Digging, danger and fast things.
I don’t know if it is because I’m getting older or because I have so much to do, but time is marching away on me. I’m working as fast as I can, with appropriate breaks so I don’t burst a foofoo valve, but we are nearly two thirds the way through the first month of spring! But then spring is the busy season for a gardener.
I can proudly say I have now sown all of my seeds. I broke them up into small batches over the last few days and weeks so I wouldn’t get overwhelmed. I have a pretty large garden to fill. The only ones that still need to be sown are the beans and corn. I like to sow them directly in the ground when the risk of frost has passed so I don’t need to deal with them in seed trays and pots in the greenhouse and they don’t mind being planted direct.
Hold on – that’s not quite the truth – there are a stack of direct sow seeds that can go in now and are just a stack of seed packets with good intentions woven among them. I said in my last video I was going to do them by the end of the week – last week and completely forgot – it’s my peas, carrots, parsnips and radish – it shouldn’t take more than a jiffy to get them in – maybe tomorrow, if I remember.
It’s great waiting for the seedlings to germinate, but I feel like this is the calm before the storm as it won’t be long until they all will need transplanting out of the seed raising mix and expanding to take over the greenhouse! The first lot of peppers and eggplants got transplanted into their own 5cm pots yesterday and the tomatoes don’t look too far behind. It is at this point I regret sowing with a heavy hand, but the seeds are a good few seasons old, and this would be the last time I’d use them before ordering fresh ones so waste not want not and all that. How was I to know they’d all come up. I was expecting at least a few of them to be duds! The gentle pace of seed sowing most likely won’t be replicated in the transplant stage.
I also got my potatoes in. I like to traditionally sow them 100 days before Christmas. The spuds I chose for Christmas this year only take 60 – 70 days instead of the ones that normally take 100 days, so the date is a little pointless, but I do like a bit of tradition. The bed ended up needing a bit of digging. It somehow became lower at one end, so I needed to move soil from one end to the other to even it out, and then dug 8 trenches across the 1m x 4m garden bed to plant my spud deeply. I know you’re supposed to mound up as they grow, but I’m a busy gardener and likely to miss the window of opportunity so I do my mounding up at planting time. It’s usually fine.
I’ve also been working on another exciting project a long time in the planning. It was supposed to be a Mother’s Day gift from back in May! We’re almost there but I’m not ready to share it yet – I want a grand ‘DID-DAH’ moment for this one that took so long in coming to ‘fruition’.
And in the last of the garden update activities, I pruned my rosemary hedge around my rock garden. It was a perfectly still, dry, blue-sky day and just the right conditions for pruning hedges. You need to take your opportunities where you can in spring, the weather is so unpredictable, and it is supposed to pack up towards the end of the week. It is a little wonky because I eyeballed it and hand cut it with hedge clippers. But I figure once those little green shoots pop through they will disguise my handy work.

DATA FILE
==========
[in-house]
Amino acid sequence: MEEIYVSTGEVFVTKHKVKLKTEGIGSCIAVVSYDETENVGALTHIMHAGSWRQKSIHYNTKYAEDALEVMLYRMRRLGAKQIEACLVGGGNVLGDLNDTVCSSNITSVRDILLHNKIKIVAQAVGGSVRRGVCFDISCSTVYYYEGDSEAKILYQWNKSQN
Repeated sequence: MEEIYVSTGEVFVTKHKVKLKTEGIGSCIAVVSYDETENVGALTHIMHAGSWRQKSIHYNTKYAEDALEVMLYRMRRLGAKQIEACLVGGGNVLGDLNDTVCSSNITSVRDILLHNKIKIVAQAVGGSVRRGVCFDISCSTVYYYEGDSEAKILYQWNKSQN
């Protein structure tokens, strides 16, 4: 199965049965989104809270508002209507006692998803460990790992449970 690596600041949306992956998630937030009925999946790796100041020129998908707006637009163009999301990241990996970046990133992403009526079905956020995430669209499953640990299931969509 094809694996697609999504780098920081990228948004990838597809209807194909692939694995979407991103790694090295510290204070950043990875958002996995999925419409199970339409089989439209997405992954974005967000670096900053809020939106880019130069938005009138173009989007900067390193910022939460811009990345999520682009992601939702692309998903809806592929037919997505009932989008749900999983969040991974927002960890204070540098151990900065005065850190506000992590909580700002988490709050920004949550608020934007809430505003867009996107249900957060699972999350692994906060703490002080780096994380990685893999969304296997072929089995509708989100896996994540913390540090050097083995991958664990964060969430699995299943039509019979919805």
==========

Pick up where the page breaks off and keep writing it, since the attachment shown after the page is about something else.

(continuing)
I recently watched a You Tube Video where a landscaper was explaining landscaping principles and she said, “there are three parts to every job – the preparation, the job and the clean-up.” I have tried my best to adopt this advice in the garden and I feel so much more organised. Although I did leave some tools out in the rain yesterday – but how was I to know it was going to rain – it wasn’t on the forecast! Well anyway, my hedge pruning job is now a two-day job, I got everything prepared for the job, and I finished the pruning bit, but I may have run out of juice for the clean-up. Tomorrow is another day!
It has also been a clumsy week – aside from aching muscles from the spud digging and rosemary pruning, I bashed up my thumb yesterday. It was a little stiff and I was worried I’d done more harm than good, but I have full movement today and an impressive scrape for my troubles. I was pulling with all my might on a weed that wouldn’t come out of the ground until it decided it would – suddenly, sending my hand into a brick wall! Ouch! But I didn’t go for a bandaid until after I’d finished weeding the section I was working on. I really should wear gloves.
But more importantly, I ended up at the doctors to get a tetanus shot. It wasn’t a bad injury – I just scraped the side of my head on a rusty spike thing I knew was there and was trying to avoid. Instead of trying to avoid it, I should have just removed it, but hindsight is a beautiful thing. It wasn’t a bad scrape, but I rubbed it with my dirty hand to check for bleeding! Then I remembered Tetanus and began to fret. So out of an abundance of caution I spend an entire morning waiting with my non urgent situation so I could get my shot – which was out of date so just as well. Gardens can be dangerous places so if your tetanus isn’t up to date, then I urge you to get it sorted.
And on that note – I’ll leave you in peace. It has been a busy week and I expect next week will be more of the same.
Come again soon – life in my garden is never boring!
Sarah the Gardener : o)